It's not just farming and business that will take a hit from existing and predicted flooding in the Top of Utah. The recreation and tourism industries also likely will be affected.
Proof is in the high waters at Fort Buenaventura at 2450 A Avenue in Ogden, damage to the Old Snowbasin Road and a continued closure of Farmington Canyon Road.
"A lot of revenue will be lost," said Weber County Parks and Recreation Manager Jim Carter.
Weber County workers scrambled Wednesday to stave off damages to the Oxbow river channel that has a low bank at about 5700 West and 1150 South in West Weber, where millions of dollars in businesses and farms were at stake.
At the same time, Carter continued his watch over Fort Buenaventura to keep damage to a minimum at the central Ogden attraction, and police were enforcing a no-travel policy on Farmington Canyon Road.
While it appears that Fort Buenaventura may be closed throughout the summer, Carter remains hopeful that the Mountain Man Rendezvous, an annual Easter event that was flooded out, will be able to continue as rescheduled for July 15-17.
"It's probably not going to be. I'm trying to stay as positive as possible, hoping that things turn around."
Regarding activities planned at the fort almost daily through spring and summer, Carter said he and his staff were rescheduling and rerouting as many as possible, including the annual Ogden Friends of Acoustic Music Festival, which is taking place this weekend at North Fork Park in Liberty.
Also of concern for area tourism and recreation prospects is the recent approximately $500,000 in damage to Old Snowbasin Road caused by flooding.
The road was listed in a report issued by Weber County Emergency Management and Homeland Security Director Lance Peterson to Gov. Gary Herbert as he toured Weber County on Tuesday.
The report listed events such as the Wasatch Back Relay, Xterra Race and Dew Tour Triathlon, which all use the road, as being at risk.
Steve Fielding, a part-time maintenance worker at Fort Buenaventura, said the waters there are as high as they were in the infamous flood year of 1983, when floodwaters and mudslides caused millions of dollars in damage locally and the community scrambled to help those whose homes and property were affected.
Fielding was the manager at the fort at that time and until 2000 when it was no longer run by the state.
Fielding said damage to the park is being kept to a minimum by improvements such as a dike and a raised bank on the pond, made in the 1980s.
But Fielding believes more work will be needed at the park to avoid future damage.
"This is probably the start of a high water cycle," he said, noting his observance of such phenomenon in the 1960s and 1980s.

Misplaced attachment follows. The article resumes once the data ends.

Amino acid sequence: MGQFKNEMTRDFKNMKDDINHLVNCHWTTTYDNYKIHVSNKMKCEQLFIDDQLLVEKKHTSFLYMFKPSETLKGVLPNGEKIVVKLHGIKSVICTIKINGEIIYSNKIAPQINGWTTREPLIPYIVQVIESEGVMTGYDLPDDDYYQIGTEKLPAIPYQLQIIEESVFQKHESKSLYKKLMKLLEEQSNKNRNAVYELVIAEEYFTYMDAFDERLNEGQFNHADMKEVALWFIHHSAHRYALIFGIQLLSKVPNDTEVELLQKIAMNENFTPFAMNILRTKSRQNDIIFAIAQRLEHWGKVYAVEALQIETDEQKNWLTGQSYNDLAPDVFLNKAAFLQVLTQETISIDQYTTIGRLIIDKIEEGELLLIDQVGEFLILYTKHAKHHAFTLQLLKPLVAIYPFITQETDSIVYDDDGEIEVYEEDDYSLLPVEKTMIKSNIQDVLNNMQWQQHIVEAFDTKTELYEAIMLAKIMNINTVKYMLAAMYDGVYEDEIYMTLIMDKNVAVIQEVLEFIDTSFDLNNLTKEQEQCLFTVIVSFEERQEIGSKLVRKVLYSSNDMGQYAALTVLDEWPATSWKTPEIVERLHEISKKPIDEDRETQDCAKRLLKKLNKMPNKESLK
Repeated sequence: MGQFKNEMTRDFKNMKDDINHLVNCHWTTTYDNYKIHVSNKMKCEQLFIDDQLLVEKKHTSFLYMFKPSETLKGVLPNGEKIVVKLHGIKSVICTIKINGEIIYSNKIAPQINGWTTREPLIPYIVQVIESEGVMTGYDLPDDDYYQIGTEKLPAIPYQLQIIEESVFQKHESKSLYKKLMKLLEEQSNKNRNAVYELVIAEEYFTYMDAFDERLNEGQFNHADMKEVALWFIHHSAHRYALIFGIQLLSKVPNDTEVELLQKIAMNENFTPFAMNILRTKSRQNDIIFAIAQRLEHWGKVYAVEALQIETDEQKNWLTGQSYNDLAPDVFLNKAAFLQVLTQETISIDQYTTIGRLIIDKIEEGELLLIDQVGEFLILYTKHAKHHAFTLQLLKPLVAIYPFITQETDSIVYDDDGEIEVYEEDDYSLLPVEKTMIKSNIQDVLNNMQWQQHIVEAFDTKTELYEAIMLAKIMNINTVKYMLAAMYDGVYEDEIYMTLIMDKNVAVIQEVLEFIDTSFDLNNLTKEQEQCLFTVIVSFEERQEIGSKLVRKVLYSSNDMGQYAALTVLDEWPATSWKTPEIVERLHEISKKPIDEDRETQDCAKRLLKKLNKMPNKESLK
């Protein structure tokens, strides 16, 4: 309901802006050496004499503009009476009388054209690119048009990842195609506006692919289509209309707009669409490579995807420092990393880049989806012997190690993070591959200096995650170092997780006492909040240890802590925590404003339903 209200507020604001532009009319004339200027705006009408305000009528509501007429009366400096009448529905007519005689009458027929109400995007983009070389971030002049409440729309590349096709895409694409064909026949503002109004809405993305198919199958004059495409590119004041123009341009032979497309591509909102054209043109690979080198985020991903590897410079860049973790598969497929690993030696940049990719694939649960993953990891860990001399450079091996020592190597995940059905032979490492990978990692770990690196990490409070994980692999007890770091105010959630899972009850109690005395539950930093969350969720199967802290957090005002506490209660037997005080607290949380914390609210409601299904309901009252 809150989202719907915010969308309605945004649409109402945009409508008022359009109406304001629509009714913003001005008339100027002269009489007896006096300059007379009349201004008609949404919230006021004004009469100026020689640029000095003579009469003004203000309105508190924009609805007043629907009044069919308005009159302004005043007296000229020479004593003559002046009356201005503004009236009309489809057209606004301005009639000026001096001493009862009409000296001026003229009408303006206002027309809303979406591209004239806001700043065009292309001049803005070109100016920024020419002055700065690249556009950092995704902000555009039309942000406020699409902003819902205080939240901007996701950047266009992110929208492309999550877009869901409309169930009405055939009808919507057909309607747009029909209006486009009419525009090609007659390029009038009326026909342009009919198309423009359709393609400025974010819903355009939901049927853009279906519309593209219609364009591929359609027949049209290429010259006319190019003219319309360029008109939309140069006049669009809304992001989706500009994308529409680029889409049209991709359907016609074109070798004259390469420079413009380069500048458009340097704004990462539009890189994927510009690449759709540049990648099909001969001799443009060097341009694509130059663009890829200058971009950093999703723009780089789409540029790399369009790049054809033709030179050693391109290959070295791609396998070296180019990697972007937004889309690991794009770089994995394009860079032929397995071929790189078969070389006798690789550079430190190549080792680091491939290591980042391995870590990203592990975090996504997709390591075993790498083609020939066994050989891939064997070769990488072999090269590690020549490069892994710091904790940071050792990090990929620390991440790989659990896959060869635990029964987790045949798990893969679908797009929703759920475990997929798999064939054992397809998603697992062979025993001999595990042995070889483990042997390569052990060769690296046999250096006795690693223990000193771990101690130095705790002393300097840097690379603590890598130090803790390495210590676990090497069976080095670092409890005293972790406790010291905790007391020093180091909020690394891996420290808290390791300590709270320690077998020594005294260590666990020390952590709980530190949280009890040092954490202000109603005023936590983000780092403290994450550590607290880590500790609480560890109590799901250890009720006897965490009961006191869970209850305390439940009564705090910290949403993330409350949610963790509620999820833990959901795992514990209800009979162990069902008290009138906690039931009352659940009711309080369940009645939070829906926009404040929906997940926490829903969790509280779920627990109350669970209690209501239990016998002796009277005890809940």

Also worried about the cost of flooding Wednesday was Marriott-Slaterville Mayor Keith Butler.
On Monday, an executive order was issued by Marriott-Slaterville, declaring the flooding a local emergency and allowing the mayor to implement emergency powers.
The order called upon multijurisdictional and state agencies for aid, anticipating the need for federal resources.
However, Butler said Wednesday that he doubted his city would be reimbursed for expenses such as sandbags and other efforts to help residents combat the problem.
"If the truth be known, everybody's broke," Butler said. "We're just hoping we can get some reimbursement for it down the stream."
Also Wednesday, Davis County residents were feeling the effects of 5.3 inches of rain in Farmington during May, including snow Sunday night.
A third rock slide Monday was keeping Farmington Canyon Road closed Wednesday.
But this slide will keep the road closed for an undetermined length of time until the canyon is deemed to be safe, said Davis County Sheriff's Sgt. Susan Poulsen.
On Monday, crews almost had the second rock slide cleared and anticipated opening the canyon road this coming weekend -- then the third slide came down.
Anyone caught in the road closure area will be cited, as were a couple this weekend who ventured into the area.
No one was venturing into Fort Buenaventura this week as even parking to the area remained flooded.
Sue Barker, owner of the Traders' Row shop that has operated for a number of years at the fort, said she stands to lose a major investment in inventory should the water rise beyond a point that Weber County workers can manage.
"The county is really doing everything they can," she said. "They are very cognizant of the losses I could incur. I just hope it is enough."
Barker said she remains pretty pessimistic about what's going to happen in the next couple of weeks, as floodwaters likely will rise.
Standard-Examiner reporter Loretta Park contributed to this article.